Ex-City lawyer now making his living from writing

Daniel Harris trained and qualified at Herbert Smith, before leaving law to earn his crust as a writer.  In the last four years he has freelanced both as a journalist and a copywriter, has written a book and then published a book about Manchester United  (he is a third generation fan), earning some impressive reviews along the way.  He has also written a novel and is about to start his second.   We talked to him about the switch from commercial law to writing.

 

mtl: Hi Daniel, please can you start by telling us about your legal career?

 

Daniel:  When I left university, I knew that I wanted to write - I’ve always loved playing with words, telling stories and jokes and inflicting opinions - but I wasn’t sure what or how.  Law school seemed like precisely the solution that would force me to work it all out – it gave me time to work on a novel while I was being paid living expenses, and this continued through my training contract.

 

I actually found law school pretty tough as though it’s not particularly challenging (and rather hard to fail it seemed), I had a hard time convincing my brain to learn and remember things in which it had no interest. Likewise, when working as a lawyer, it was obvious that I was incapable of the focused meticulousness that the job demands.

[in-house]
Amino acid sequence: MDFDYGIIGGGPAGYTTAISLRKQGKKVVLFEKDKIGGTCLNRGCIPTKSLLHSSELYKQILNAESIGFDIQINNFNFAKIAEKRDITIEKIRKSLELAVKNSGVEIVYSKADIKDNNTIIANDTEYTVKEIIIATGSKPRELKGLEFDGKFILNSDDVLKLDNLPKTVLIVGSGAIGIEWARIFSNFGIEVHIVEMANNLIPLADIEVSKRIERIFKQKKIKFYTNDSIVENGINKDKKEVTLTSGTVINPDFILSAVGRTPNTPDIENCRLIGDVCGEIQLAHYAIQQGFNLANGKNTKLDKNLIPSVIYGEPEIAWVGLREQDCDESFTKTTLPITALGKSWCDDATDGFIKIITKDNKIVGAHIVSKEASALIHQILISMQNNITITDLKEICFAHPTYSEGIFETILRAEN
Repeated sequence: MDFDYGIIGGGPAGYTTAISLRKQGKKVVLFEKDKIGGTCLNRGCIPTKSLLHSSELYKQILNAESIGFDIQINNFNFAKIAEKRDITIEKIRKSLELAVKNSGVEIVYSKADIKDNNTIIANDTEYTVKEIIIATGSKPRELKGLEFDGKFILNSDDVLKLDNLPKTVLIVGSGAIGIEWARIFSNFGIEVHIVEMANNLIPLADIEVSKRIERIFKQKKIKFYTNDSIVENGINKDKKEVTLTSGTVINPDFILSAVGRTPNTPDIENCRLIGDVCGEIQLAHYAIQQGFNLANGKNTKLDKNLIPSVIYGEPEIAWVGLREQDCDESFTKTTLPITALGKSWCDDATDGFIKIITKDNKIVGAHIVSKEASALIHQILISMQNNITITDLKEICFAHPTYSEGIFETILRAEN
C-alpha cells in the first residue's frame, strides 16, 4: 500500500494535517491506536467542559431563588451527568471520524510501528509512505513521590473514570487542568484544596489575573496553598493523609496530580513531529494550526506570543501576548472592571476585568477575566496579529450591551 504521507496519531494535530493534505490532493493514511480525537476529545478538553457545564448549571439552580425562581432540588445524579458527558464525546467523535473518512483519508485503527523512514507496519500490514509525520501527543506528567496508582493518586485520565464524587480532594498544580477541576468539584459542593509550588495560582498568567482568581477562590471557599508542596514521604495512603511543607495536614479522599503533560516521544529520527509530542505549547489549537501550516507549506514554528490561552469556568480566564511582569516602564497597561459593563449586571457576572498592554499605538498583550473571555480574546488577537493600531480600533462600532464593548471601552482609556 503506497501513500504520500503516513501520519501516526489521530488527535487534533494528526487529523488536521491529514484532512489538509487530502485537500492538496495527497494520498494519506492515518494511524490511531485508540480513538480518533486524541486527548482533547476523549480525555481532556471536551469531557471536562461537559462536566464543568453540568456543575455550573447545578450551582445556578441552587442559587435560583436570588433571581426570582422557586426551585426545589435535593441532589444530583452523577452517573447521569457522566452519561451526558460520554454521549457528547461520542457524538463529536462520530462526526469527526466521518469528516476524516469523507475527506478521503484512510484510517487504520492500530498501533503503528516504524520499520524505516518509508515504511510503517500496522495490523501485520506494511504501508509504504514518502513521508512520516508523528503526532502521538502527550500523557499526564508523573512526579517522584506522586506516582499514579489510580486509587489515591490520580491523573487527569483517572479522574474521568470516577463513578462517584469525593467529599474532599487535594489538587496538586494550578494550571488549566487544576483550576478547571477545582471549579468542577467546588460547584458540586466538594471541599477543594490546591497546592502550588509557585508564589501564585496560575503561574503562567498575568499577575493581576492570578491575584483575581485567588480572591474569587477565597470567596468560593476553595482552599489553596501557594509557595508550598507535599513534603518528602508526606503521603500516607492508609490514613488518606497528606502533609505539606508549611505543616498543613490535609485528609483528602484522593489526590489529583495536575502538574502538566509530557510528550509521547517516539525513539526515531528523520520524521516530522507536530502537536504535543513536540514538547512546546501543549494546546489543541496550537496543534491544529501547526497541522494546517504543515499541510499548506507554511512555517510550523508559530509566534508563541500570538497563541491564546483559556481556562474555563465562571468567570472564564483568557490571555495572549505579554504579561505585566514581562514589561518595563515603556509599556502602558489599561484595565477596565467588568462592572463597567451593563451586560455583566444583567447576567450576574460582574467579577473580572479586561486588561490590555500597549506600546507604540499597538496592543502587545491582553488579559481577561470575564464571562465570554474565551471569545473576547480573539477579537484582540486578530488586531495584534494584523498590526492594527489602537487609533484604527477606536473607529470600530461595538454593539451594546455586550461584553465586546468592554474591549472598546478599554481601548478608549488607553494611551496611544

I trained at Herbert Smith and had a relatively painless experience, as it was quiet and I was adept at making sure that I was never very busy.  The most interesting pieces of work that I did were various pro bono pleadings for death row inmates, but otherwise I mainly photocopied and paginated, as well as going on as many runs as I could.

 

After spending most of the first year of my training contract thinking about leaving, I decided that I most definitely would during my second year – I wasn’t prepared to wait until I’d written my way out of a legal career. I saved enough money to give myself something of a float and said “no thanks” when I was approached about qualification in my final seat. 

 

mtl: How did your writing career take off?

 

Daniel: I left Herbert Smith to work on a novel – hopefully an entertaining and thought-provoking literary thing, nominally about a politician, that examines the relationship of the individual to himself and those around him, and the conflict between being true to yourself and what is expected of you.

 

 

 

Career timeline

 

1998-2001

SPS, Magdalene College, Cambridge

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2001-2002

Applied for training contracts, researcher for ITV sport

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2002-2004

Law School, writing novel

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2004-2006

Training contract at Herbert Smith

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2006

Left law to work as a writer

 

 

Quite soon after I left HS, I happened upon some freelance work writing legal obituaries for The Times. I worked as a learning coach at an inner London school, and though I only did that for a year, it’s certainly something I’ll be going back to.  I also wrote freelance pieces for some of the other broadsheets, but have stopped doing that, as the amount of time spent pitching, chasing and writing wasn’t worth the small cheque.